Leigh Nash remembers the day clearly. She and husband, Stephen Wilson Jr. were fighting. At one point, she slammed the door and said “I hate you.” Words she would later regret. The two regrouped and worked through their differences by writing “Made For This.”
Written during the pandemic, a time when many couples were faced with relationship challenges—living together during the quarantine—the intimate track reveals the not-so-happy moments that arise in a marriage, the universality of making mistakes and what makes us human.
“I wrote this song about the pandemic at first, but I realize it’s actually about all of us, the struggles we go through in everyday life, and the ability we have as humans to be truly resilient,” says Nash. “The pandemic simply served to put a magnifying glass on it and forced us to examine ourselves, and each other, more closely.”
Wilson adds, “The pandemic wasn’t easy on any relationship at times, I’m sure. We were no different. This song came from a very raw place. We love like hell and fight like hell, too.”
Produced by Butch Walker (Taylor Swift, Weezer, Pete Yorn), “Made For This” moves along pulsing drums with a revealing love story, told by two people entrenched in it, taking turns with Nash singing I hate you / She screamed as she slammed that screen door / That same screen door, she slammed a thousand times before and Wilson Jr. revelatory, He said I want to be right but I should’ve listened / Should’ve said the words that are staring at the walls where they were written / A thousand times before.
“We fight a lot, and I think for a lot of couples, this past year was a real test,” says Nash. “Obviously, people were cooped up together, so it’s gonna go one way or the other, but I think we did really well. We are a couple that’s the same in a lot of ways, but really different. Plus, we’re also in the same business, so I think that can sometimes cause friction.”
Reading an excerpt by Jamie Lee Curtis, written about her longtime marriage to Christopher Guest, who described longer relationships as “if you stay on the bus long enough, the scene will change,” Nash shared it with her husband a few nights before their “big fight.”
“I just said ‘let’s just hash this out and write a song, because we’re not made for this,’” says Nash on the origin of the title. “We’re just not, and it doesn’t have to be this way, so we spread a blanket out on our big old lawn, and wrote. The song came out quickly, within an hour, and we had it buttoned up, then had it stuck in our heads.”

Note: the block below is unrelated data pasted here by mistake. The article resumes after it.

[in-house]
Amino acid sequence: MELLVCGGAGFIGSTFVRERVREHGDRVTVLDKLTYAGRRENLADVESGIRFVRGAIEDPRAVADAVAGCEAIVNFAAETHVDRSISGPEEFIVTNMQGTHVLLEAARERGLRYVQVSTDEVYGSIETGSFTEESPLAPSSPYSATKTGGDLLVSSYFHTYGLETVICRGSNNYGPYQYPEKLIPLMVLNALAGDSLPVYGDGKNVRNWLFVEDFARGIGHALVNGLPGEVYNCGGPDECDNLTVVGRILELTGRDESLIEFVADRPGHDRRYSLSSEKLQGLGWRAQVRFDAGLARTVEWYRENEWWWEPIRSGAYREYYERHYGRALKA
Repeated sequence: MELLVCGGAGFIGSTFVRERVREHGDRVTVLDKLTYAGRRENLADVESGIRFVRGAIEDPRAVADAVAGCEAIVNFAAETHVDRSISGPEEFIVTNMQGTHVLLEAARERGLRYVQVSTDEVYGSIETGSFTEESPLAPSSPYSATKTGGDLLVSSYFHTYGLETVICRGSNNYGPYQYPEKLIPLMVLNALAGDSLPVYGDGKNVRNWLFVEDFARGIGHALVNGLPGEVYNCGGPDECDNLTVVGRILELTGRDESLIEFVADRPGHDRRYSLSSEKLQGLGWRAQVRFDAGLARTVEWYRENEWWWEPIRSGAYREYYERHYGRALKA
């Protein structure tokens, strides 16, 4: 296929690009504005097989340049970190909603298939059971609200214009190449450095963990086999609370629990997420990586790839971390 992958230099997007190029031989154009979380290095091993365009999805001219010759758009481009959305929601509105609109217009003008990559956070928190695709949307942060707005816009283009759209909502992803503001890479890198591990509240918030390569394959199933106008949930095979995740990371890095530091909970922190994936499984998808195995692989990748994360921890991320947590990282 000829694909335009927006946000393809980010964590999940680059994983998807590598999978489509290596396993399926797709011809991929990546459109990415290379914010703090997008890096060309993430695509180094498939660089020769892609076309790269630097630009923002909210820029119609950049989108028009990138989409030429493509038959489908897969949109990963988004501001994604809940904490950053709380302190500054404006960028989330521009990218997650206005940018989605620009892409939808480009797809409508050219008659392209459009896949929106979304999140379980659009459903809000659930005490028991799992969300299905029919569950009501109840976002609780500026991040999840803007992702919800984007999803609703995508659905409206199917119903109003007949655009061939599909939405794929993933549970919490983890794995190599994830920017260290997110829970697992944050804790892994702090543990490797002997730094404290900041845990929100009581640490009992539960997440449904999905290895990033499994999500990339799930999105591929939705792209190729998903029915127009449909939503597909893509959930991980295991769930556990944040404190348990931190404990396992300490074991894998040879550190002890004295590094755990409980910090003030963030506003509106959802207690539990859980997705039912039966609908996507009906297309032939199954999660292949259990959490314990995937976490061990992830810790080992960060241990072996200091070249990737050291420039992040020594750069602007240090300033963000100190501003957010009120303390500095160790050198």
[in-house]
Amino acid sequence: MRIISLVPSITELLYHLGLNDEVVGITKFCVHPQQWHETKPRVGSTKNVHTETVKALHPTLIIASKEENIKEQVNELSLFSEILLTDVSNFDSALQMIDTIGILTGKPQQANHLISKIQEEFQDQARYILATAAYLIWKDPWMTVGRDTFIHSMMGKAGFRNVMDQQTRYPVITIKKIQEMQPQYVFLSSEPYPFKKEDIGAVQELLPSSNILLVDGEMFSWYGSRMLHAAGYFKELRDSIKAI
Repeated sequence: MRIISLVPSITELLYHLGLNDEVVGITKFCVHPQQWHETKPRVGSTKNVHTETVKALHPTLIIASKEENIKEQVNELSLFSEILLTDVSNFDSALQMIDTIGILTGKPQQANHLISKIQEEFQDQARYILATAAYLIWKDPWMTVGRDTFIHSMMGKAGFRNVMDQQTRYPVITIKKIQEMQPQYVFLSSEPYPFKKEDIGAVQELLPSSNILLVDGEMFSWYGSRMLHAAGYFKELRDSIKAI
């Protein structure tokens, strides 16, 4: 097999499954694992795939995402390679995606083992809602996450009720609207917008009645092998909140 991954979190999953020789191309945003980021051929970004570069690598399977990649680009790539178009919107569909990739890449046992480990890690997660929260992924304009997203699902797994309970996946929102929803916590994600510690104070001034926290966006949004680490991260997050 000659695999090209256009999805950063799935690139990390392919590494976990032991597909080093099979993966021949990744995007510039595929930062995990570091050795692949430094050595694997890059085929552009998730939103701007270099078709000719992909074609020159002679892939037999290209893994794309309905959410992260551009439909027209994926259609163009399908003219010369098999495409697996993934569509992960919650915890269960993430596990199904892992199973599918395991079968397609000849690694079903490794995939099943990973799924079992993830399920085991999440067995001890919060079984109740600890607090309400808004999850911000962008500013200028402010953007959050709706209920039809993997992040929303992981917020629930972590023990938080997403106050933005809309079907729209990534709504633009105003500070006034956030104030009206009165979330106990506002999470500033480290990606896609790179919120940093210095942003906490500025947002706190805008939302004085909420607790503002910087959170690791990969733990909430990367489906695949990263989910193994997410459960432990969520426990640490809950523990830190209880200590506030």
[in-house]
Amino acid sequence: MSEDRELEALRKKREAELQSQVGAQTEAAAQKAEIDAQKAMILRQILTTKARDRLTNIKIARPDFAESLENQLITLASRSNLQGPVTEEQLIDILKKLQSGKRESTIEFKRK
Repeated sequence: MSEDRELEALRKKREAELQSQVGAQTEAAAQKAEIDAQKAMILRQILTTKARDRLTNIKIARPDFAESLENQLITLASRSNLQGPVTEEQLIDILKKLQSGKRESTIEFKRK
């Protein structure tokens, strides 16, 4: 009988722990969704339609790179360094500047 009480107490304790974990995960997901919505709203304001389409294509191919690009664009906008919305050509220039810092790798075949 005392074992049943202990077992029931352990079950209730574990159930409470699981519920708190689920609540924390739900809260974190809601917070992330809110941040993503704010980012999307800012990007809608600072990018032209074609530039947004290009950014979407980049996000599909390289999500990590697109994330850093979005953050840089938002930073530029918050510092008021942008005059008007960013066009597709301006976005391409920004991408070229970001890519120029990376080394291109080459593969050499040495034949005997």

Their self-proclaimed “fiery marriage” still intact, Wilson Jr., who has has written songs for Tim McGraw, Trace Adkins, Brothers Osborne, and Old Dominion, is working on his own solo material, while Nash, who released three previous solo albums—including The State I’m In in 2015 and Get Happy EP in 2020—has a fourth ready for this fall, and released “Good Trouble,” an ode to the late civil rights activist John Lewis in 2020.
“I feel like I have more bandwidth for turning my thoughts and emotions into music and have written some more now that I’ve had my shots,” says Nash. “It seems like the vaccinations have made me feel safe to write songs. I really respect artists that dug deep during that year, and during that silence, but it wasn’t in my personality to do that.”
She adds, “The really hard stuff makes the really beautiful moments even more powerful and beautiful.”
Nash is excited for what’s to come, and proud of her nearly 30-year career since forming Sixpence None the Richer with Matt Slocum when she was just 16.
“I’ve just never known anything else, other than music since my childhood,” she says, “because I started so young.”
Nash, who soon turns 45, adds, “In so many ways, I still feel like a kid. Maybe it’s a state of arrested development. I feel young, and I feel like there’s so much more that I want to say and do, so I just say my prayers and go on to the next thing. I’m excited about the future.”